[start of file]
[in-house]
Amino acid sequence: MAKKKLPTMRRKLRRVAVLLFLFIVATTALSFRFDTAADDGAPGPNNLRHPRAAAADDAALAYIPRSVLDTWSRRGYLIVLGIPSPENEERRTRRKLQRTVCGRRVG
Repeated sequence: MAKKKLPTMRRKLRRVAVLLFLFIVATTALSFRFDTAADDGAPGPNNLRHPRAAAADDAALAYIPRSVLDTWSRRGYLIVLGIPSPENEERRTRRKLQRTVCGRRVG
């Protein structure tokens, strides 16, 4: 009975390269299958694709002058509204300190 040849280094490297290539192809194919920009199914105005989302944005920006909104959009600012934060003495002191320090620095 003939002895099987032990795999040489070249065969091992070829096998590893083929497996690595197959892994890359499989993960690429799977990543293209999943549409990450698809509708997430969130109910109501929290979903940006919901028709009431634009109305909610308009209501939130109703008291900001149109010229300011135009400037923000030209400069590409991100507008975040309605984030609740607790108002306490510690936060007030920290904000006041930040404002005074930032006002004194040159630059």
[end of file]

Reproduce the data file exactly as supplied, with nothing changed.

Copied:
[in-house]
Amino acid sequence: MAKKKLPTMRRKLRRVAVLLFLFIVATTALSFRFDTAADDGAPGPNNLRHPRAAAADDAALAYIPRSVLDTWSRRGYLIVLGIPSPENEERRTRRKLQRTVCGRRVG
Repeated sequence: MAKKKLPTMRRKLRRVAVLLFLFIVATTALSFRFDTAADDGAPGPNNLRHPRAAAADDAALAYIPRSVLDTWSRRGYLIVLGIPSPENEERRTRRKLQRTVCGRRVG
């Protein structure tokens, strides 16, 4: 009975390269299958694709002058509204300190 040849280094490297290539192809194919920009199914105005989302944005920006909104959009600012934060003495002191320090620095 003939002895099987032990795999040489070249065969091992070829096998590893083929497996690595197959892994890359499989993960690429799977990543293209999943549409990450698809509708997430969130109910109501929290979903940006919901028709009431634009109305909610308009209501939130109703008291900001149109010229300011135009400037923000030209400069590409991100507008975040309605984030609740607790108002306490510690936060007030920290904000006041930040404002005074930032006002004194040159630059």